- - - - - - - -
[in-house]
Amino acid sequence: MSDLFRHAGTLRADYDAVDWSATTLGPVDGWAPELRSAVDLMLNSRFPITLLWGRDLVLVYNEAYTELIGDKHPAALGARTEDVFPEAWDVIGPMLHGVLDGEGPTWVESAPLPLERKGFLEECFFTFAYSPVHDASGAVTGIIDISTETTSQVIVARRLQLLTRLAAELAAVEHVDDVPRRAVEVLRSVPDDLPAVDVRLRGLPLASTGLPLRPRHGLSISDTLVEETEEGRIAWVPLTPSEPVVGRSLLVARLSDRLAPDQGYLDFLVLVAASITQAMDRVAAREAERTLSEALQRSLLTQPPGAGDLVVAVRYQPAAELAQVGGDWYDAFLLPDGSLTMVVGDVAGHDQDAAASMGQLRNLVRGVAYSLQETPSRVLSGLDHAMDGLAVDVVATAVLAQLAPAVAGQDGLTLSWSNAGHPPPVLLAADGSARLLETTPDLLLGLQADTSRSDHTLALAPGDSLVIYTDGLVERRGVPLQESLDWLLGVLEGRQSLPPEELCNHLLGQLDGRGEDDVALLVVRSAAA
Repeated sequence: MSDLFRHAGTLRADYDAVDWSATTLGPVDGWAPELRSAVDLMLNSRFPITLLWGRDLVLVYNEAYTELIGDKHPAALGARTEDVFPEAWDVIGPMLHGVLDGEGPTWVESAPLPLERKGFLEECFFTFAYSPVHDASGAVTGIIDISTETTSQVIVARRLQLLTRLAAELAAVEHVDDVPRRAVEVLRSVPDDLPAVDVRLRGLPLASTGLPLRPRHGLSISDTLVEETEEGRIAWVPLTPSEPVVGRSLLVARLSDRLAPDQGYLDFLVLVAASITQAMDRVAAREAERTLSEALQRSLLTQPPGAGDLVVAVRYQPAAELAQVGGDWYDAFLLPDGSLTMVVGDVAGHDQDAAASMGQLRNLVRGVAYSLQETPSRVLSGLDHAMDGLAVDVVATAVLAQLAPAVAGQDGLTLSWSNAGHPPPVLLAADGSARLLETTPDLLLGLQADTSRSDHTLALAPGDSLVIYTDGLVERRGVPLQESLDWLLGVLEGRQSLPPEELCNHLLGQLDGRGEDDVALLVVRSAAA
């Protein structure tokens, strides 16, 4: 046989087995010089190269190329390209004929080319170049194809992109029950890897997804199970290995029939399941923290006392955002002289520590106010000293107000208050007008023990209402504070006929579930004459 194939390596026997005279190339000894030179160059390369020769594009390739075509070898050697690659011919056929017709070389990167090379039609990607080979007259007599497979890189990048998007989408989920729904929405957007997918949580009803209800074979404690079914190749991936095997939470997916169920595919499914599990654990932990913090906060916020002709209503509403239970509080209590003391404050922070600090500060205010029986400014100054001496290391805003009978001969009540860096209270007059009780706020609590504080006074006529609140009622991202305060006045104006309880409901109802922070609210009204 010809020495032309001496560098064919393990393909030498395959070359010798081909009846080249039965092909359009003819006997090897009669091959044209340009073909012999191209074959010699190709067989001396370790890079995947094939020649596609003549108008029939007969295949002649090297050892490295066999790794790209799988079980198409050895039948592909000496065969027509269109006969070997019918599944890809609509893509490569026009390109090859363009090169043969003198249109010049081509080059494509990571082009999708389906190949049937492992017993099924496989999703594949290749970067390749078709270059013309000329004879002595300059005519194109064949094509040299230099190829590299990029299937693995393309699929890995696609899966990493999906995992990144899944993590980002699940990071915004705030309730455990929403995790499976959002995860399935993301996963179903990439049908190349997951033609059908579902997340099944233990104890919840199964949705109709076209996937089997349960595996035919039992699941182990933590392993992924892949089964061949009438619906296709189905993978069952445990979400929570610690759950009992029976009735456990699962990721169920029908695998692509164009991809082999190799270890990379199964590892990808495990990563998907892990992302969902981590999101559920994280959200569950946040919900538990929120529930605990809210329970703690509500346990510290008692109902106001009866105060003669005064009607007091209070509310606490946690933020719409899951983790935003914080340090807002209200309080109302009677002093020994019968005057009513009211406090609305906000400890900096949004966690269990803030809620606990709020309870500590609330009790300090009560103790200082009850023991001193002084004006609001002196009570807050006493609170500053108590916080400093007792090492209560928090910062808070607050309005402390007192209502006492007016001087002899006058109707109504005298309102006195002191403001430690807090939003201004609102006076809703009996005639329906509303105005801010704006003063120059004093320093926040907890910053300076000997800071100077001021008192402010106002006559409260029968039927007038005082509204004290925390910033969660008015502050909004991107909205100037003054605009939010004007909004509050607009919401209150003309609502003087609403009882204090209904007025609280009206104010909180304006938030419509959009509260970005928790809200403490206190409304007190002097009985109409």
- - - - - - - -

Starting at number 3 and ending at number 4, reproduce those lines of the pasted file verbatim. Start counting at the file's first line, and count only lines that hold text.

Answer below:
Repeated sequence: MSDLFRHAGTLRADYDAVDWSATTLGPVDGWAPELRSAVDLMLNSRFPITLLWGRDLVLVYNEAYTELIGDKHPAALGARTEDVFPEAWDVIGPMLHGVLDGEGPTWVESAPLPLERKGFLEECFFTFAYSPVHDASGAVTGIIDISTETTSQVIVARRLQLLTRLAAELAAVEHVDDVPRRAVEVLRSVPDDLPAVDVRLRGLPLASTGLPLRPRHGLSISDTLVEETEEGRIAWVPLTPSEPVVGRSLLVARLSDRLAPDQGYLDFLVLVAASITQAMDRVAAREAERTLSEALQRSLLTQPPGAGDLVVAVRYQPAAELAQVGGDWYDAFLLPDGSLTMVVGDVAGHDQDAAASMGQLRNLVRGVAYSLQETPSRVLSGLDHAMDGLAVDVVATAVLAQLAPAVAGQDGLTLSWSNAGHPPPVLLAADGSARLLETTPDLLLGLQADTSRSDHTLALAPGDSLVIYTDGLVERRGVPLQESLDWLLGVLEGRQSLPPEELCNHLLGQLDGRGEDDVALLVVRSAAA
């Protein structure tokens, strides 16, 4: 046989087995010089190269190329390209004929080319170049194809992109029950890897997804199970290995029939399941923290006392955002002289520590106010000293107000208050007008023990209402504070006929579930004459 194939390596026997005279190339000894030179160059390369020769594009390739075509070898050697690659011919056929017709070389990167090379039609990607080979007259007599497979890189990048998007989408989920729904929405957007997918949580009803209800074979404690079914190749991936095997939470997916169920595919499914599990654990932990913090906060916020002709209503509403239970509080209590003391404050922070600090500060205010029986400014100054001496290391805003009978001969009540860096209270007059009780706020609590504080006074006529609140009622991202305060006045104006309880409901109802922070609210009204 010809020495032309001496560098064919393990393909030498395959070359010798081909009846080249039965092909359009003819006997090897009669091959044209340009073909012999191209074959010699190709067989001396370790890079995947094939020649596609003549108008029939007969295949002649090297050892490295066999790794790209799988079980198409050895039948592909000496065969027509269109006969070997019918599944890809609509893509490569026009390109090859363009090169043969003198249109010049081509080059494509990571082009999708389906190949049937492992017993099924496989999703594949290749970067390749078709270059013309000329004879002595300059005519194109064949094509040299230099190829590299990029299937693995393309699929890995696609899966990493999906995992990144899944993590980002699940990071915004705030309730455990929403995790499976959002995860399935993301996963179903990439049908190349997951033609059908579902997340099944233990104890919840199964949705109709076209996937089997349960595996035919039992699941182990933590392993992924892949089964061949009438619906296709189905993978069952445990979400929570610690759950009992029976009735456990699962990721169920029908695998692509164009991809082999190799270890990379199964590892990808495990990563998907892990992302969902981590999101559920994280959200569950946040919900538990929120529930605990809210329970703690509500346990510290008692109902106001009866105060003669005064009607007091209070509310606490946690933020719409899951983790935003914080340090807002209200309080109302009677002093020994019968005057009513009211406090609305906000400890900096949004966690269990803030809620606990709020309870500590609330009790300090009560103790200082009850023991001193002084004006609001002196009570807050006493609170500053108590916080400093007792090492209560928090910062808070607050309005402390007192209502006492007016001087002899006058109707109504005298309102006195002191403001430690807090939003201004609102006076809703009996005639329906509303105005801010704006003063120059004093320093926040907890910053300076000997800071100077001021008192402010106002006559409260029968039927007038005082509204004290925390910033969660008015502050909004991107909205100037003054605009939010004007909004509050607009919401209150003309609502003087609403009882204090209904007025609280009206104010909180304006938030419509959009509260970005928790809200403490206190409304007190002097009985109409």